Although it may be an ignored fact in the media, my country (Israel), a very small one in terms of territory in comparison to other nations, suffers from extreme overpopulation. In here, at least, There are more humans being born than residencies being built. External points of view towards my country's population may claim that we are a very warm, welcoming culture. However, for someone who has only left Israel once in his life, I can tell that the general population rarely cares about you specifically, as there are more than 8 million citizens here.
In comparison, Finland, which is much larger than Israel, has just 5.5 million citizens. If you are not rich, extroverted, outgoing, humorous, attractive, or hold certain views regarding politics, culture, religion, and sports, you are likely to be asked the common question: "Who do you think you are?", and be left aside along with the rest of what-their-faces. In general, unless you prove your worth as irreplaceable, you can easily be deemed expendable.
I would assume this is somewhat true in the USA and other Western countries, although I have no idea or evidence based on personal experience besides the British, who actually seem to care about you at least on the polite level.
Far are the days where having friends and forming deep relationships were a necessity for material survival, which is the most basic and important form of survival in my opinion. Friends may be helpful for mental survival as well, but when you're stronger in spirit, you might not need friends as much.
What I can say furthermore about Israel is that there is a lot of hatred towards each other, not only internationally but also inside the various sects of the population, leaving you offended or even put to shame on social media if you do not meet a certain sect's expectations. I am not hating my country; I am telling my alienated, lifelong perspective as an Israeli underground thinker. The warmth and affection described by visitors, never applied to me, a native. They are only so when they feel like it.
Common Unfortunate Issues
On Quora, when I look for questions to answer, I encounter a lot of questions with a common theme: the will to commit suicide. I just don't know how to uniquely give my own efficient answer, AKA answers that are original and were not told before. However, I just can't come with such answers which may lift someone from suicidal thoughts effectively, because I'm a philosopher and not a psychologist (I do have a subcategory on suicide on Philosocom). Thus, with a small grief, I skip over them, not knowing what to reply anymore to such a common issue in our globalized society.
I read once that there are around 160k humans dying every day (don't worry, I also read that around 385k humans are born every day). Just watch the news on a constant basis, and think how many humans are being killed or dying across the globe for days after days. The problem in all of this is not the fact that people die every day, because that can be natural—the problem is that we get so used to murder, car accidents, and successful suicide attempts that many of us do not care about the unfortunate victims and their suffocating.
Unless you're a notable public figure, It's usually that only those who knew about the person, cared for their death. And even then some people might not care if their siblings, or their own parents, died.
(Logic in general can make people careless, because death is inevitable part of life, for instance. It can even make you apathetic in times of war, to the point of being somewhat relaxed at the very least).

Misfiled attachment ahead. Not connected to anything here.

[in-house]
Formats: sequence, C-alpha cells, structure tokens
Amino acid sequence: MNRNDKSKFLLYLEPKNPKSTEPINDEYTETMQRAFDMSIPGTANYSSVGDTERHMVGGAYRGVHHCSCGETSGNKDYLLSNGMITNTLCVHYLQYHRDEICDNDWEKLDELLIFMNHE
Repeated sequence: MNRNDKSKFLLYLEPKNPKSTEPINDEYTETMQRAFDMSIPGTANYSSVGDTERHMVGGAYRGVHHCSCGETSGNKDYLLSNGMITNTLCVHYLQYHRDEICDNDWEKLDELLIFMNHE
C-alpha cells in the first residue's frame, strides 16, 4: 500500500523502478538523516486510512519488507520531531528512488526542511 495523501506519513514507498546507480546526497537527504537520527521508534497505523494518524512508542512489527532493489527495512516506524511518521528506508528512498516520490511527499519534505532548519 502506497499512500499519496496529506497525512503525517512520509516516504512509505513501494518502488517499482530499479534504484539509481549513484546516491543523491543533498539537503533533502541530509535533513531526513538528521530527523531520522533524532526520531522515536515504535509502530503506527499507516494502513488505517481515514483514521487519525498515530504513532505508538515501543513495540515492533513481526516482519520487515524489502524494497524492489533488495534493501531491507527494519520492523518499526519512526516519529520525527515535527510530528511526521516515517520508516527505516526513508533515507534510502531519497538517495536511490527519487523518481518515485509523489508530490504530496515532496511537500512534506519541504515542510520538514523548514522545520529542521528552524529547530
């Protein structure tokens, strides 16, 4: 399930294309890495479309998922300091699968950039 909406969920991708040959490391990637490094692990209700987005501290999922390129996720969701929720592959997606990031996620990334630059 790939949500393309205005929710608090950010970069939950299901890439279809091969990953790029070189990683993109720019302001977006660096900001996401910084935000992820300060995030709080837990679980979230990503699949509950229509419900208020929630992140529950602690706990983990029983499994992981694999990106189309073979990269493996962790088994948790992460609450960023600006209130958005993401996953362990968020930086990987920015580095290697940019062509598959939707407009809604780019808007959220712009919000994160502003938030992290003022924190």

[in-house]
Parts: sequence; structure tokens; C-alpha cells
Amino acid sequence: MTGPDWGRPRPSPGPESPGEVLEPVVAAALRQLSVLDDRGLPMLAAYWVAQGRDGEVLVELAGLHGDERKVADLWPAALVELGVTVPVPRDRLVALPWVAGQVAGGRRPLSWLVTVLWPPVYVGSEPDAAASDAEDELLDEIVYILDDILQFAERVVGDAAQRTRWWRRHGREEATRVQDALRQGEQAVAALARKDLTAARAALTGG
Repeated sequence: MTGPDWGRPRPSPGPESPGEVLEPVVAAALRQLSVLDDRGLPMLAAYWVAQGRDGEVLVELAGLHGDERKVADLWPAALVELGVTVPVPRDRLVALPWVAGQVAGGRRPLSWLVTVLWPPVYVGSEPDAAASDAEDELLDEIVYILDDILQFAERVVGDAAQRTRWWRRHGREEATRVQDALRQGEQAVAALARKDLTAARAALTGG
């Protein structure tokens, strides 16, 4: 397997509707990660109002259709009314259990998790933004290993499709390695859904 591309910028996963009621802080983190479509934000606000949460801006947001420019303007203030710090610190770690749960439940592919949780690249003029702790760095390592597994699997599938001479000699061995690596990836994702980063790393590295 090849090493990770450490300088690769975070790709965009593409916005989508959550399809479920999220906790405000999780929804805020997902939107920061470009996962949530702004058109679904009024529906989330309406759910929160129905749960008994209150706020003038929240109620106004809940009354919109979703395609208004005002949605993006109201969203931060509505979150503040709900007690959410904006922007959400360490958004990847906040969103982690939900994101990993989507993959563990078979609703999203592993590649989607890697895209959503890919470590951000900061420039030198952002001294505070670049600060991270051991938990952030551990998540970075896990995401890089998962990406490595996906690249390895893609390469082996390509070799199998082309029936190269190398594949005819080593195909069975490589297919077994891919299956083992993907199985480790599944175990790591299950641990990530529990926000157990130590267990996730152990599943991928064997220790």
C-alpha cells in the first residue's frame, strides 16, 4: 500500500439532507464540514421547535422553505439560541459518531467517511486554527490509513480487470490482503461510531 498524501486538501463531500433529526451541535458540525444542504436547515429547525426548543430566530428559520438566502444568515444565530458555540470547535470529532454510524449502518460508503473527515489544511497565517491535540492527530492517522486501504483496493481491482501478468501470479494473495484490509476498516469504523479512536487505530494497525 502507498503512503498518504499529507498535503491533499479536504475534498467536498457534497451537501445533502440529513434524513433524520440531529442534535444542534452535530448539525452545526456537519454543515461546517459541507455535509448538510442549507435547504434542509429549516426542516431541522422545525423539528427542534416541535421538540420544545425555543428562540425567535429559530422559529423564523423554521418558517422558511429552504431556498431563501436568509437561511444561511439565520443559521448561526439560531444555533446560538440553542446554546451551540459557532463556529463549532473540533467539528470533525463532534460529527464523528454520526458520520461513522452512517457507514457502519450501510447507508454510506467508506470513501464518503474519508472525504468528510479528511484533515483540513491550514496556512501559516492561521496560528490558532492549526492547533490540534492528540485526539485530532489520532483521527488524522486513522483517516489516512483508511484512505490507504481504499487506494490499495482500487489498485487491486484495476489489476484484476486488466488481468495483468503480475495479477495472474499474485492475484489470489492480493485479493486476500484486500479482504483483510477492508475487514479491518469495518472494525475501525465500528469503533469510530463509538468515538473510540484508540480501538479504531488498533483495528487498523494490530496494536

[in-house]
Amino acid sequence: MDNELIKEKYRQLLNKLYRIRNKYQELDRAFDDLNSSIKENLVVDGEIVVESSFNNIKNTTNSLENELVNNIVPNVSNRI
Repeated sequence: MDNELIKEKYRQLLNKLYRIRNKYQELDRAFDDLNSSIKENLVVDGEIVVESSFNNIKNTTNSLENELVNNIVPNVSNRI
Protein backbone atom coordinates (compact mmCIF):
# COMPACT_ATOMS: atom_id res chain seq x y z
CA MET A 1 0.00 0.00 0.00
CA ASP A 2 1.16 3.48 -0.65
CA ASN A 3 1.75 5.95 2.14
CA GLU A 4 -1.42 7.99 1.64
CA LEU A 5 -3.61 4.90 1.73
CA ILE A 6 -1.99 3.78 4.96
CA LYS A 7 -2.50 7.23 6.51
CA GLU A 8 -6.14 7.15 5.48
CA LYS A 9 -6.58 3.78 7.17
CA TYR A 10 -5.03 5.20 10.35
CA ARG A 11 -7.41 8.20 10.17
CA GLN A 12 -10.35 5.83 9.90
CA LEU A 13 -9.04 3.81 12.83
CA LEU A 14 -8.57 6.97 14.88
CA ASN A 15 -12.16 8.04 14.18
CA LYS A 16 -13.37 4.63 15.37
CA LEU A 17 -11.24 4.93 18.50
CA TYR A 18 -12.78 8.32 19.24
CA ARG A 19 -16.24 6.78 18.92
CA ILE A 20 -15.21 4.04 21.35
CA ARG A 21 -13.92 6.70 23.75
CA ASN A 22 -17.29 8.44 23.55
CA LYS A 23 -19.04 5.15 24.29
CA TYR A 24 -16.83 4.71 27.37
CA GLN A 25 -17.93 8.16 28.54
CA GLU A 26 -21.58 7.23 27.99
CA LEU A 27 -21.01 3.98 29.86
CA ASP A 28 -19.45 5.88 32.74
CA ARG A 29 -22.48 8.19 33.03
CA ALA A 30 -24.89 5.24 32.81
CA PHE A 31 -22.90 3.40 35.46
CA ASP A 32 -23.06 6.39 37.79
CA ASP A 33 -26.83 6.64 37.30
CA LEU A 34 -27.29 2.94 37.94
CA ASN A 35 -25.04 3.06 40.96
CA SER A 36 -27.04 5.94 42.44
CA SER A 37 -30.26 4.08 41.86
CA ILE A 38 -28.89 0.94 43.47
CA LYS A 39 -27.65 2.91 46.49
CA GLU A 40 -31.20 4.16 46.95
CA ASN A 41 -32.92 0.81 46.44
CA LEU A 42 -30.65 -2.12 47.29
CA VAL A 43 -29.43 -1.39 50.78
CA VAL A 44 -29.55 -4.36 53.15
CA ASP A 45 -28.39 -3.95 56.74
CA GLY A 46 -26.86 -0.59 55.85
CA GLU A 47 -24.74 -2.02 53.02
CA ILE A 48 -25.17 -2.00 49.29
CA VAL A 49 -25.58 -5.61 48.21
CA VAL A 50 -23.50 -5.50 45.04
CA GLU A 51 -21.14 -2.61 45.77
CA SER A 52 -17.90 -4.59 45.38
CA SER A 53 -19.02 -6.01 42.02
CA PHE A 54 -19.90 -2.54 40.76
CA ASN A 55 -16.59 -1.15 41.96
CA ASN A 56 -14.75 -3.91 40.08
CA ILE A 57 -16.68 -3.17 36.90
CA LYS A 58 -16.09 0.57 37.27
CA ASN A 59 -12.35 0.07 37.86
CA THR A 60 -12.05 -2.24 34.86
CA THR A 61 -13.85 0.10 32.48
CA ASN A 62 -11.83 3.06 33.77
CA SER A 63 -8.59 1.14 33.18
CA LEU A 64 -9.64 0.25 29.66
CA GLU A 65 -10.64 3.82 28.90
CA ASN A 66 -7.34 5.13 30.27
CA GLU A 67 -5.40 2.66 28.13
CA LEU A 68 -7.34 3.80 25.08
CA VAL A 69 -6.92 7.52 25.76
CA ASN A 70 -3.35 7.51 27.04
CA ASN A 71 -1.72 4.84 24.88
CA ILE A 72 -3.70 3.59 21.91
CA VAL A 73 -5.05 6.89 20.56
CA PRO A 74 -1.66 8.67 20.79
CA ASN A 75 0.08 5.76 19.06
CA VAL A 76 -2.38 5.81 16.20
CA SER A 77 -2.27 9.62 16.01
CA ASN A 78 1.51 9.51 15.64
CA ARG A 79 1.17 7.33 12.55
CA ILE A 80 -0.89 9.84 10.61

Our ability to adjust to repetitive situations made us, arguably, stronger to endure receiving such unfortunate information, and therefore more emotionally immune to them. "It is not like the fact that he killed himself is new," may say a random person. "People attempt suicide every day, and it's not like I can do anything about it, right?"
See how normalization dehumanizes our thinking -- seeing things as "it's just the way things are!"
Let us face the cold and harsh truth, my audience: the media and culture made us apathetic and careless. I argue that today there is more blood and gore on TV and other digital media than there ever used to be; very young children can easily find inappropriate content on the internet, whether intentionally or not; a very large portion of video games, which are highly consumed, are based on combat and war; sex is not a taboo anymore, but a subject widely discussed in the public, and illegal drugs are traded worldwide, being one of the most profitable business industries today.
I dare to claim that our globalized society is immoral and corrupt because of the state of the media in which we constantly consume. Why should we care anymore if we watch or read about someone's head being shot and exploded? Why should we not consume porn if it gives us joy? Why should we stop doing drugs if drugs are socially acceptable in some of our peer groups? Why should we stop cursing if cursing became the norm?
When we view such gore and indulge in unhealthy activities which may threaten our survivability, many of us simply couldn't care less. The general aggressiveness is so normalized that some of us view it as things to be taken for granted. Think of the horrors in Yemen right now due to the civil war, the poverty, the Ebola outbreak in Africa (which ended), and the ethnic cleansings that are going on to the lesser peoples of the globe —a common thought may be: "Why should I care? They are some third world country no one cares about." This habit of unfortunateness made us blunt, arguably immune, and apathetic.
I shall offer no solutions to this phenomenon, because I believe it is not a collective situation but an individual-related one. I would only offer a clue to a possible solution, which I also gave in an article about how I personally became successful: Make people care. Convince them that certain two pennies deserve to be given. Should you fail to convince, most chances people won't care about certain problems, even if they are your own.
Apathy may affect us as a whole, but only we as individuals choose how to react and respond with the information we receive, regardless of this information's nature. It is not necessarily a collective emotion but an individual one. Also a natural one, either way.
I know I cannot control other's points of view, nor their emotional attitudes towards things, and thus I am myself quite apathetic to the general apathy. Whether I manage to convince or not, I know can only offer information, wisdom, and my thoughts. The he decision of what you should do with it is beyond my reach.
My relevance comes from my readership. End of story. If I won't convince you to care about something specific, I might convince another reader. The choice to care will forever remain yours.